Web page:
The title of this post may seem melodramatic; after all, even if we grumble about rulings from judges or occasionally about “home cooking,” where local lawyers (or friends of the judge) get what we perceive as better treatment than others without the personal relationship, we generally, as attorneys, have to believe that judges are fair and that they want to make the right call.
But every once in a while, you get an opinion back where it really looks like the court was looking for a reason to rule against you. The problem is that judges are human, just like everyone else – and sometimes they make mistakes. This is one that cost a client four thousand dollars in Litigation Accountability Act sanctions, and a simple drafting correction could have at least made the court work harder to get there.
CONFESSION: I spent a lot of time thinking about whether to write this post. I have nothing but the deepest respect for our judiciary, and I feel somewhat like the child pointing out the emperor has no clothes in this. Judges being, again, human, I know that there is a potential for retaliation against me or my clients for calling out the Court of Appeals publicly like this; but I hope that if this post is read by judges that they will a) understand the spirit in which this is offered – i.e., to help lawyers avoid the mistake that caused this ruling, and to encourage judges to read briefs with the generosity of spirit that we’d all like to see extended to one another; and b) that while I disagree with the way that this ruling shook out, that what’s done is done.
With all of that said, let’s talk about the case. Richardson v. Audobon Insurance Company, 948 So. 2d 445, available from Google Scholar here (but if you’re a Mississippi Bar member, your Casemaker member benefit will pull it up), was a case alleging “payment of insurance proceeds to [an] Estate rather than to [the plaintiff].” Richardson, 948 So.2d at 446. The circuit court granted summary judgment to all defendants on the grounds that the complaint was barred by collateral estoppel and granted a motion for Litigation Accountability Act sanctions against the plaintiff. Id. at 448-49. The Court of Appeals affirmed and denied rehearing.
Here’s the important part for the Court of Appeals: the plaintiff asserted on appeal that the sanctions award was erroneous because the insurer had a “valid contractual obligation to its insured, i.e., Richardson.” Richardson, 948 So.2d at 450. It then goes on to say:
Interestingly, in his brief to this court, Richardson admits that his complaint was filed in bad faith, stating that “[a]rmed with the convictions of one individual, a valid contract, lack of any evidence of assent by the individual to actions adverse to his interest, and the truth, the bad faith complaint was filed against Audubon and Hamilton to right a wrong that had transpired.”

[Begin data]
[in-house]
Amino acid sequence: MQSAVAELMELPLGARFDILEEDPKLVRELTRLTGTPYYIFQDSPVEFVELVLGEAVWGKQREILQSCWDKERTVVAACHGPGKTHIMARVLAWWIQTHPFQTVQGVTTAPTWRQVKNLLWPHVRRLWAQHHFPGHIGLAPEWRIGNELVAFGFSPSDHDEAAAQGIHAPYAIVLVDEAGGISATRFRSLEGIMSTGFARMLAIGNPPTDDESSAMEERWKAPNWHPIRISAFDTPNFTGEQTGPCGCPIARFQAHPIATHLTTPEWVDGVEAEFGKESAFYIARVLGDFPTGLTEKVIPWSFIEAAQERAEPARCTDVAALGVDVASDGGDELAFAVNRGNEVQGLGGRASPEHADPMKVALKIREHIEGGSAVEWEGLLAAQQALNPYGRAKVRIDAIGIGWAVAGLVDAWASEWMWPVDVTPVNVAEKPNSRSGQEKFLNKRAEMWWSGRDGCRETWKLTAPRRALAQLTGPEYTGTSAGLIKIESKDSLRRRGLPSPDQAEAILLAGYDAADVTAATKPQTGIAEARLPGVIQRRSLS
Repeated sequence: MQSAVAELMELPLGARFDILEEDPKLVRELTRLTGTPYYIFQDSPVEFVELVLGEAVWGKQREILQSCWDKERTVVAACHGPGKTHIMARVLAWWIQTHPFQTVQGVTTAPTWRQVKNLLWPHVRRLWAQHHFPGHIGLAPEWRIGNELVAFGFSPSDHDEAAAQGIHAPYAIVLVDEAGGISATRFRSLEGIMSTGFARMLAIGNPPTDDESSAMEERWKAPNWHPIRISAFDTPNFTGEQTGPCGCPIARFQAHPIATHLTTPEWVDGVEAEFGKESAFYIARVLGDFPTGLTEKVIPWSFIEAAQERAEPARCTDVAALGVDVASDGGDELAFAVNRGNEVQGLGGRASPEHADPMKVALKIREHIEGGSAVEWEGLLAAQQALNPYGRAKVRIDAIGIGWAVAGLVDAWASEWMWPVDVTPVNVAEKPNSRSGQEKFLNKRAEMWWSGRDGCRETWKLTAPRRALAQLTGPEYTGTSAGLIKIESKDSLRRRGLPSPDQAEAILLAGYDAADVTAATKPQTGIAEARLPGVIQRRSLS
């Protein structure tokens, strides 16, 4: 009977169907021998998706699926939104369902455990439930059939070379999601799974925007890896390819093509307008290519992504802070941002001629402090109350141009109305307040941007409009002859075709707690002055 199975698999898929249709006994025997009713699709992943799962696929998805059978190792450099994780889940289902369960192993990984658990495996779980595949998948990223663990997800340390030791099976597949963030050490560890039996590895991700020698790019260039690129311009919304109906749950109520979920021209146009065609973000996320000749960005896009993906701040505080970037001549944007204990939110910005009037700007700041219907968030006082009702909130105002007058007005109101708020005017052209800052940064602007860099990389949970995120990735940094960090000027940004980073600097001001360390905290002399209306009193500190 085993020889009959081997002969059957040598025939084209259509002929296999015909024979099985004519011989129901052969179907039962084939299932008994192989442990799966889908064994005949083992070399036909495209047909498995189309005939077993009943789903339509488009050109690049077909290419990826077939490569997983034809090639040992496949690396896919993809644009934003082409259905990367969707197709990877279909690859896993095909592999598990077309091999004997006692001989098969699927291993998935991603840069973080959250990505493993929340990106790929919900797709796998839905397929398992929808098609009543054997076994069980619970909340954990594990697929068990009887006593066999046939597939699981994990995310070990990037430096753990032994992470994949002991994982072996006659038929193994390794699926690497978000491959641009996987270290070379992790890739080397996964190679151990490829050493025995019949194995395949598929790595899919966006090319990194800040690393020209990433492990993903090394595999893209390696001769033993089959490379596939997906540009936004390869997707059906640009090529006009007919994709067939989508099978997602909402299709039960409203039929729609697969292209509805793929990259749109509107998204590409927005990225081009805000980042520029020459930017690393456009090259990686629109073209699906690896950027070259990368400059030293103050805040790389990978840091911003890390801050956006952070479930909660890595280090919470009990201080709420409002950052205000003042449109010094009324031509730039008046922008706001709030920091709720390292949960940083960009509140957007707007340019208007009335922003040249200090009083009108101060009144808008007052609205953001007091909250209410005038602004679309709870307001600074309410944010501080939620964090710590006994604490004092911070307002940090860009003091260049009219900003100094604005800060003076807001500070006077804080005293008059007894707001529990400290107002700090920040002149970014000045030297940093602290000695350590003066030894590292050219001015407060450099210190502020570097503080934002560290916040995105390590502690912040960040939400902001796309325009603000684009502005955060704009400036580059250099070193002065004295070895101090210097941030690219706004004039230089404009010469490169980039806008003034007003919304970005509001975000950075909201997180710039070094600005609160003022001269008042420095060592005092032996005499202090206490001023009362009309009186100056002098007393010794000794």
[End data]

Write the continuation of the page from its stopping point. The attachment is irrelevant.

Id. The Court of Appeals then confirmed itself, saying that the circuit court said, at the summary judgment hearing, that a party aggrieved by a prior ruling (such as they found this plaintiff to be) “appeal[s] the Chancellor’s ruling to the Supreme Court.” Id. at 451. It was not appropriate, the circuit court ruled, to “institute a bad faith lawsuit against the insurance company and the estate.” Id.
Now, it seems to my relatively inexperienced eyes that the plaintiff was using “bad faith” as a term of art to describe the claim. What’s more, that seems to be a pretty straightforward reading of the language that both the circuit court judge and the plaintiff used. In fact, it seems pretty tortured to assume that a plaintiff would ever admit, in an appellate brief, that the complaint they sought reinstated for trial was filed in bad faith. In short, I’m left wondering, why would the Court of Appeals decide that that was the best possible reading of the plaintiff’s brief, even if they concluded that the circuit judge meant to characterize the complaint as filed in bad faith?
I don’t have an answer to that question, and speculation seems disrespectful. But the next question is, “How can I, as an attorney, avoid this sort of interpretation of my language?” And the answer seems to be, “Assume the court is hostile.” None of us want to think like the deck is stacked against us; but if we do, we will be more likely to bring our A-game – which can’t help but be better for our clients.
If the appellant’s attorney had assumed that the Court in Richardson would be looking for a reason to affirm, they might have phrased that particular passage of their brief differently. Even something as simple as referring to it as a “bad-faith complaint” might have reassured the Court that the phrase described the cause of action rather than the act of filing it. Or it could have been phrased as “the complaint alleging bad faith” or some other verbal or adjectival phrase that would separate the plaintiff’s action in filing the complaint from the alleged acts of the defendant. The result might have been saving the client four thousand dollars in sanctions, and the cost of appealing that ruling.